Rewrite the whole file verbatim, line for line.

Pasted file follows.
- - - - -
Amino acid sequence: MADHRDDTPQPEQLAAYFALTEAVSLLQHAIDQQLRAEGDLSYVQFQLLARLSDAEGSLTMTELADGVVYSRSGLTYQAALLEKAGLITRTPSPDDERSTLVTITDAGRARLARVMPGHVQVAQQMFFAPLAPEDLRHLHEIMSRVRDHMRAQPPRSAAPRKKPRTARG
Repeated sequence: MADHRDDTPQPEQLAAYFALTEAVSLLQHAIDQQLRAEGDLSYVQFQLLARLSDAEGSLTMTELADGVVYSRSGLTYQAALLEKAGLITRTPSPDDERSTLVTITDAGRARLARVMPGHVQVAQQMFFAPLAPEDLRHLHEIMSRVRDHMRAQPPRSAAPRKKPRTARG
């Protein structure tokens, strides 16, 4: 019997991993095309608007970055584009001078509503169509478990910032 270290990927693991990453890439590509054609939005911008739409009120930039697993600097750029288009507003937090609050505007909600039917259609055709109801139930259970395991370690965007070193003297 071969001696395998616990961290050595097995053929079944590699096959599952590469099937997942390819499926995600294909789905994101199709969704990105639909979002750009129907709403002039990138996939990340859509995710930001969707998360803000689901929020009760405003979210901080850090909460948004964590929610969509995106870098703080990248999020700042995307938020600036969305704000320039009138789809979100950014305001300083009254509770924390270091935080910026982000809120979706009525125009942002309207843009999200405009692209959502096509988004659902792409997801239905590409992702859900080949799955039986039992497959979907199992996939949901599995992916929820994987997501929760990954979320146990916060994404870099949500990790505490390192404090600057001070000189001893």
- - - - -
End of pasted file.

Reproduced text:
Amino acid sequence: MADHRDDTPQPEQLAAYFALTEAVSLLQHAIDQQLRAEGDLSYVQFQLLARLSDAEGSLTMTELADGVVYSRSGLTYQAALLEKAGLITRTPSPDDERSTLVTITDAGRARLARVMPGHVQVAQQMFFAPLAPEDLRHLHEIMSRVRDHMRAQPPRSAAPRKKPRTARG
Repeated sequence: MADHRDDTPQPEQLAAYFALTEAVSLLQHAIDQQLRAEGDLSYVQFQLLARLSDAEGSLTMTELADGVVYSRSGLTYQAALLEKAGLITRTPSPDDERSTLVTITDAGRARLARVMPGHVQVAQQMFFAPLAPEDLRHLHEIMSRVRDHMRAQPPRSAAPRKKPRTARG
């Protein structure tokens, strides 16, 4: 019997991993095309608007970055584009001078509503169509478990910032 270290990927693991990453890439590509054609939005911008739409009120930039697993600097750029288009507003937090609050505007909600039917259609055709109801139930259970395991370690965007070193003297 071969001696395998616990961290050595097995053929079944590699096959599952590469099937997942390819499926995600294909789905994101199709969704990105639909979002750009129907709403002039990138996939990340859509995710930001969707998360803000689901929020009760405003979210901080850090909460948004964590929610969509995106870098703080990248999020700042995307938020600036969305704000320039009138789809979100950014305001300083009254509770924390270091935080910026982000809120979706009525125009942002309207843009999200405009692209959502096509988004659902792409997801239905590409992702859900080949799955039986039992497959979907199992996939949901599995992916929820994987997501929760990954979320146990916060994404870099949500990790505490390192404090600057001070000189001893």